'spend_exceeds':'X7510', # would you say that your (family's) spending exceeded your (family's) income,
    'spend_exceeds_excl_house':'X7508', # Spending exceeds, after purchase of house. 
    'wt0': 'X42001' # Weight   
}
 
df_p = scfp[p_cols.values()].rename(columns={v:k for k,v in p_cols.items()})
df_p.insert(2, 'implicate_id', df_p.record_id - df_p.case_id.astype('int32')*10)   
    

The variables from the Public Extract file are easier to use, because they already have sensible names, so they can be collected into a list.

# Extract columns we are interested in 
e_cols = ['y1',
'networth',  'income', 'nwcat', 'nwpctlecat', 
'norminc', 'ninccat',  'ninc2cat', 'nincpctlecat',
'occat1', 'occat2', 'edcl', 'lifecl', 
'famstruct', 'married',  'agecl', 'housecl', 
'racecl','racecl4',
'asset', 'liq','bond', 'fin','nfin', 'debt', 
'indcat', 'equity','homeeq', 'revpay','bnkruplast5', 
'debt2inc', 'hsaving' , 'saved' ]

# Lowercase so all cols are consistent case
scfe.columns = [c.lower() for c in scfe.columns] 

# make a sensible name for an important column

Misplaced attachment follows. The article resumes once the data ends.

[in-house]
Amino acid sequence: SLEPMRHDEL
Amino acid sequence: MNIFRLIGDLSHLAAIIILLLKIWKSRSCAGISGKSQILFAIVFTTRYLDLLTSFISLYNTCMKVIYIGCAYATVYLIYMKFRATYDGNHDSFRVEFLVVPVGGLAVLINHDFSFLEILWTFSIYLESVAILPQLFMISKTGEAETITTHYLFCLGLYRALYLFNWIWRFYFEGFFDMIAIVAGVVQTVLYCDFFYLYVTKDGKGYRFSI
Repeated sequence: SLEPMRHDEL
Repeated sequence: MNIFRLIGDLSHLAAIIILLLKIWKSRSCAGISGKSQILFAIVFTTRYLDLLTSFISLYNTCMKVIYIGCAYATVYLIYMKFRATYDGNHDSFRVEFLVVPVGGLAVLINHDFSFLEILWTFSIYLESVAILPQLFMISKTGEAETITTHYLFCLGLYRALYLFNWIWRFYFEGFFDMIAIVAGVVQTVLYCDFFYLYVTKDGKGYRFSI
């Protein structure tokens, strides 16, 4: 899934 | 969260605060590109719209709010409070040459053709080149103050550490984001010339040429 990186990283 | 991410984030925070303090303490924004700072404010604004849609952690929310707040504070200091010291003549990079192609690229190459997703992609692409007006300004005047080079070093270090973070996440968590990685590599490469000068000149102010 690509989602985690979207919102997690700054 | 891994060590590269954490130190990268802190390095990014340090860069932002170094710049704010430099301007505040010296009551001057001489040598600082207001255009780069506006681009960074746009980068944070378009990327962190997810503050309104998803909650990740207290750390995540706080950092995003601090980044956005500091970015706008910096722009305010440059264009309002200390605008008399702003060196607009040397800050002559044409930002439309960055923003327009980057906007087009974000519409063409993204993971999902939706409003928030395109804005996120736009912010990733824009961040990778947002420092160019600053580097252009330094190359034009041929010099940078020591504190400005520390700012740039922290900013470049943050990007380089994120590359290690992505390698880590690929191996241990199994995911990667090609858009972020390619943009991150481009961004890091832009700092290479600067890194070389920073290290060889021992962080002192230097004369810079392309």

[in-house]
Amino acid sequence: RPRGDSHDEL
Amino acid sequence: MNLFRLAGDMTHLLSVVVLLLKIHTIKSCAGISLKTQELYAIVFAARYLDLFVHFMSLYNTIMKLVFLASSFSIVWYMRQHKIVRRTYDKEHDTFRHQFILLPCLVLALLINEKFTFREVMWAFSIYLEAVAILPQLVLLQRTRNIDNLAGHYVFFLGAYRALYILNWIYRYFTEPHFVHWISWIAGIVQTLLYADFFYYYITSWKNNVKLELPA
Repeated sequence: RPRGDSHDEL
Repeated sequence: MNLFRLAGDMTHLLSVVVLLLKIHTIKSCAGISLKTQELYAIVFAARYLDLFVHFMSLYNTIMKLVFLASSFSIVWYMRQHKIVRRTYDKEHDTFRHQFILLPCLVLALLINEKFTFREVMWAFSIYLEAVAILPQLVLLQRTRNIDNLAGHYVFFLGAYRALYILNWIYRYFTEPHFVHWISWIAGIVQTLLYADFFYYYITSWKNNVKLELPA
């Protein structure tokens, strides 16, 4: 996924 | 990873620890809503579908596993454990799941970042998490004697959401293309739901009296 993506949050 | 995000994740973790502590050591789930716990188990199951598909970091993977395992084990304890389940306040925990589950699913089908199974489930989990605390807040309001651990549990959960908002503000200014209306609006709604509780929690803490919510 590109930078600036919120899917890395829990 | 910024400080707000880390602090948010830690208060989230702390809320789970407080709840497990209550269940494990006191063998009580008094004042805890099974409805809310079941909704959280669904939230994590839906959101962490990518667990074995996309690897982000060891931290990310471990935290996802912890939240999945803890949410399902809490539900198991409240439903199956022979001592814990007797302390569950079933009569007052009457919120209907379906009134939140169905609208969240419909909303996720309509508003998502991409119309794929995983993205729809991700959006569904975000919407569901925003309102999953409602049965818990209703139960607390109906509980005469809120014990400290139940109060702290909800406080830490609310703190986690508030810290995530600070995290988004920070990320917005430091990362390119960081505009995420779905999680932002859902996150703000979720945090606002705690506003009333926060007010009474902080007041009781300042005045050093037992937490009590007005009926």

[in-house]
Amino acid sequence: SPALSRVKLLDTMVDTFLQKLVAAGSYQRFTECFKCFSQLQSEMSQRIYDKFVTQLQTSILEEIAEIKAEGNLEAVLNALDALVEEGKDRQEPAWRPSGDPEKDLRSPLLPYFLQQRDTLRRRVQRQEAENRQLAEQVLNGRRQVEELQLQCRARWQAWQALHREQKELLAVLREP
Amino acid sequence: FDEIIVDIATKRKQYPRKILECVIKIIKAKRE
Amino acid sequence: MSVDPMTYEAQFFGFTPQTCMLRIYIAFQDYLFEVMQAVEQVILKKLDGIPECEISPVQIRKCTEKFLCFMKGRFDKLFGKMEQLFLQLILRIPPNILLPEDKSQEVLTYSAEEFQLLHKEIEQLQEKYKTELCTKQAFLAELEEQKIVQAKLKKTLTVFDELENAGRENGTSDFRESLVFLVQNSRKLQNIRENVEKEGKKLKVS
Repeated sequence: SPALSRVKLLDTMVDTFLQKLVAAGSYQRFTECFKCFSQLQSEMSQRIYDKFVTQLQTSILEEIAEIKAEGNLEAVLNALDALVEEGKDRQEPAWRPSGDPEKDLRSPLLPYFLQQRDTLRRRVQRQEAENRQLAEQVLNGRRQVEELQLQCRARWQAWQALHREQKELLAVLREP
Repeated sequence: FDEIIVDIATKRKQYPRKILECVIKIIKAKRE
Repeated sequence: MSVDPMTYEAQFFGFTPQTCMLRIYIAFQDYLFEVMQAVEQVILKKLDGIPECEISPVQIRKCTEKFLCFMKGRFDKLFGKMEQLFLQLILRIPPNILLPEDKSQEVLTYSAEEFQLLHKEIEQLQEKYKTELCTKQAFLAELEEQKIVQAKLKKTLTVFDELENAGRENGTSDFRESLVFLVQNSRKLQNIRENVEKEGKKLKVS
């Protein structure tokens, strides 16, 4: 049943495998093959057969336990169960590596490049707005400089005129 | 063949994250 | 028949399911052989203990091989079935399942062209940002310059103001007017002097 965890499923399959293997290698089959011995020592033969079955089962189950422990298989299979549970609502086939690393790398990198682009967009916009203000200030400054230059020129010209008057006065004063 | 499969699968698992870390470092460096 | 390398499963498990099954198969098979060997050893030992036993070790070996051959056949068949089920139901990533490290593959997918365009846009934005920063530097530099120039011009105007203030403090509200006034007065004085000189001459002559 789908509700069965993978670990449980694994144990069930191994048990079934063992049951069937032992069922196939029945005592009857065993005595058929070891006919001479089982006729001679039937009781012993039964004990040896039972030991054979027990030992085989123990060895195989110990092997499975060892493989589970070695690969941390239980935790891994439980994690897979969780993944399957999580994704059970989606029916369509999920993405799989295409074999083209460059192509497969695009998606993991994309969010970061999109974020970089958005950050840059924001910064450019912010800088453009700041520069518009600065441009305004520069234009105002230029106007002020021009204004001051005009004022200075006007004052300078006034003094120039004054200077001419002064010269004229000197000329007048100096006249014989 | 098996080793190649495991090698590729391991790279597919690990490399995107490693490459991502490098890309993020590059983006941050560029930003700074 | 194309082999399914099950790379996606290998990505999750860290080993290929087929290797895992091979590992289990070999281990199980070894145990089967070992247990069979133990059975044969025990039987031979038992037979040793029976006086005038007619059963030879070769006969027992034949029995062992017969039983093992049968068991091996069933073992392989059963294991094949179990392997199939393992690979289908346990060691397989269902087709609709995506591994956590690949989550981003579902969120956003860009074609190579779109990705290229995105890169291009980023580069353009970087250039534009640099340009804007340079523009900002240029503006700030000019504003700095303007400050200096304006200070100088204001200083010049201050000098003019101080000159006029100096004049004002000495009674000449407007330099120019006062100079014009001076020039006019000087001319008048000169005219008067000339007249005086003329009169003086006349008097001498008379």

df_e = scfe[e_cols].rename(columns={'y1':'record_id'})

# Merge the public file and the extract file
df = df_p.merge(df_e, on='record_id')
df.to_csv('scf16.csv')

Weighting and Sampling

The SCL is a weighted dataset: each record represents more than one household in the US, and there are multiple columns that indicate how many housholds each record can represent. We will focus on the wt0 column, the primary weight. As with most weighted datasets, adding up the weights for all of the records should result in the number of households in the us, about 120M.Remember that there are actually 5 implicates for each household There are a few ways to deal with this: you can divide all of the weights by 5, or only use one of the implicates

df.wt0.sum()/1e6/5, df[df.implicate_id==1].wt0.sum()/1e6
(125.98170068524078, 125.98170155281443)

Weighting makes basic calculations much more difficult. Means, meadians and linear regresions will all require extra work to calculate properly. The equation for a weighted mean is fairly simple:

$$
\bar{x} = \frac{ \sum\limits_{i=1}^n w_i x_i}{\sum\limits_{i=1}^n w_i}
$$